Sometimes, this consists of Elenwoke dispensing medical advice directly to a patient via email or video chats. Just as often, Docotal offers support to health professionals on the ground. “Our community of doctors has different specialties,” he explains. “We have a cardiologist who can help if there is heart pain, a radiologist who can read X-rays and scans. Our core group consists of 11 doctors, but each of us has our own network we can reach out to.”

Elenwoke’s devotion to service dates back to his teenage years in Nigeria, where he joined Interact, following in the footsteps of his brother-in-law, a longtime Rotarian. Rotary and Docotal recently collaborated on a campaign to provide personal protective equipment for health workers in Nigeria, and future projects are in the works.

“To be successful,” Elenwoke says, “you have to surround yourself with a team that helps you succeed. You also need ‘a little bit of salt,’ which means a little bit of luck. For me, finding Rotary, having them as part of my team, has been that little bit of salt.”

                                                

Informed Consent to Participate in Research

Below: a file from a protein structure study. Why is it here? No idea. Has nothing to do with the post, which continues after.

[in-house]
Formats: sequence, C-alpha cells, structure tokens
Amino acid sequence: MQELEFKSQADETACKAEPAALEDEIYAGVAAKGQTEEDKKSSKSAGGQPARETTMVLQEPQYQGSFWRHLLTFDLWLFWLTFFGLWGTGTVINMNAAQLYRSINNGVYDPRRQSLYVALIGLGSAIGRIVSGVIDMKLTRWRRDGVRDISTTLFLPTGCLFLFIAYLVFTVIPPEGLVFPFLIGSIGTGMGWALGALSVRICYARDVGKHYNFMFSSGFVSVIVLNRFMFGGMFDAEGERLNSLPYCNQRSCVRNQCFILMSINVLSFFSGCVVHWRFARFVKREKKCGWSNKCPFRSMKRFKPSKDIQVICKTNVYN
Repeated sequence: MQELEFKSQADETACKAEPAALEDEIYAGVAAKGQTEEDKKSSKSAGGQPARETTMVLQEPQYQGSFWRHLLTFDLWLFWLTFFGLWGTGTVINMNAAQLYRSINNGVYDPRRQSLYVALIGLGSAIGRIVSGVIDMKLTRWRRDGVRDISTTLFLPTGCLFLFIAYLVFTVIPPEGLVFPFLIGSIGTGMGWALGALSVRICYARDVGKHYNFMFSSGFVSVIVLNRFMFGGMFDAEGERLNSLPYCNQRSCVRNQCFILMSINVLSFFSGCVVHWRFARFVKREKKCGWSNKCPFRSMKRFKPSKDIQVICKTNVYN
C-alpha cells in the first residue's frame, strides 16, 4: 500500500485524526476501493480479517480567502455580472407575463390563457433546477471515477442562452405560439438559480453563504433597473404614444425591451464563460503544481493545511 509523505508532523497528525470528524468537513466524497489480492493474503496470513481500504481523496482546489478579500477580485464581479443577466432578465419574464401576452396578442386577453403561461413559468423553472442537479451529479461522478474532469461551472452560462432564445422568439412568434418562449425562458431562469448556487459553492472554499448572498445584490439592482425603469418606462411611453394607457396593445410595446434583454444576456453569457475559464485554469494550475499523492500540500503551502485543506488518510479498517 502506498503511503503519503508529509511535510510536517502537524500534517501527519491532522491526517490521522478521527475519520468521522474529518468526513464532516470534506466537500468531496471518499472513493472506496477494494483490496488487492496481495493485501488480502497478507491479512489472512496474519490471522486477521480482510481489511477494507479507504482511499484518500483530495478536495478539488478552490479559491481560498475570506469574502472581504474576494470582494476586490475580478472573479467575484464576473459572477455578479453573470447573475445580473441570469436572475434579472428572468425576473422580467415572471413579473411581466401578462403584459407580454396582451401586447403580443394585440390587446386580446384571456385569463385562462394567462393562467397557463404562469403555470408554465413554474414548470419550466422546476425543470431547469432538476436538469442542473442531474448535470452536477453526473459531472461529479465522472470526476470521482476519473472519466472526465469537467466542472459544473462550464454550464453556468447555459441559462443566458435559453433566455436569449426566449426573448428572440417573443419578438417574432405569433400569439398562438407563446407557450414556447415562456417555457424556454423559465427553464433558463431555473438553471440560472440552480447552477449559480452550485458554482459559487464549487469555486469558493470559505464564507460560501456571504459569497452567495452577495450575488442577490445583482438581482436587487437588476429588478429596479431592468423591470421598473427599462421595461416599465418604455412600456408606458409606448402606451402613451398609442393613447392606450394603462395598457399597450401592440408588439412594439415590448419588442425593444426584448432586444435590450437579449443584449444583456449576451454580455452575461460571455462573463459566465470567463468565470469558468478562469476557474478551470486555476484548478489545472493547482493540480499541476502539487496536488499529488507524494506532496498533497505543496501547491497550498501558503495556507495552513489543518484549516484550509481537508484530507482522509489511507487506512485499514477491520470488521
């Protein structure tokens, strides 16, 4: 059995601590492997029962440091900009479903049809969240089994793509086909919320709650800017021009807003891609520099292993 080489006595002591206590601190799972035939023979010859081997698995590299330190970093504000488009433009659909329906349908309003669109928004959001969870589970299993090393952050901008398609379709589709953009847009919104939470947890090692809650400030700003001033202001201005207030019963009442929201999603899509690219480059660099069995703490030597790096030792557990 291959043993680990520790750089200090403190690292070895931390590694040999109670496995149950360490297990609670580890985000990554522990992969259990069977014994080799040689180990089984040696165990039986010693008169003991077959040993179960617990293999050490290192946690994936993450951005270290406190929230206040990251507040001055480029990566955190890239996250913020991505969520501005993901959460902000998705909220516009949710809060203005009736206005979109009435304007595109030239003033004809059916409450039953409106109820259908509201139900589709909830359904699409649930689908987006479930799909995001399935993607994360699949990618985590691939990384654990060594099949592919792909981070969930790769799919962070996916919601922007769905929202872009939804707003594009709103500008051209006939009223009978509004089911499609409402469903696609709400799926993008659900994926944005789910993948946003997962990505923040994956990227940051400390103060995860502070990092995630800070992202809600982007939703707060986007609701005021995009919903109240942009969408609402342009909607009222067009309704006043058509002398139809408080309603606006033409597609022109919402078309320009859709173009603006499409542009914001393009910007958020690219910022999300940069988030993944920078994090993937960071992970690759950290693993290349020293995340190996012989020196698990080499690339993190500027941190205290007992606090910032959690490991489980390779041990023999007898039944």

Information to Consider Before Taking Part in this Research Study

Title: Groundwater Vulnerability in Coupled Human-Natural Systems. 

Study # 002870

Overview:  You are being asked to take part in a research study. The information in this document should help you to decide if you would like to participate. The sections in this Overview provide the basic information about the study. More detailed information is provided in the remainder of the document.

Study Staff:  This study is being led by Edgar J. Guerron Orejuela who is a PhD candidate at the University of South Florida in the School of Geosciences. This person is called the Principal Investigator. He is being guided in this research by Dr. Mark Rains, Dr. Kai Rains, and Dr. Shawn Landry. Other approved research staff may act on behalf of the Principal Investigator.

Study Details:  This study is being conducted in the Kenai Peninsula Lowlands. The purpose of the study is to document what residents of the Kenai Peninsula Lowlands value about living in this geographic area, assess their knowledge and understanding of groundwater systems in their region, and record their perceptions of groundwater vulnerability due to anthropogenic impacts in the Kenai Peninsula Lowlands. To obtain this information, research staff will conduct a 13-question survey targeted to all members of each of the following stakeholder groups:  Resources managers, environmental NGOs, landowners, and industry representatives of the Kenai Peninsula lowlands.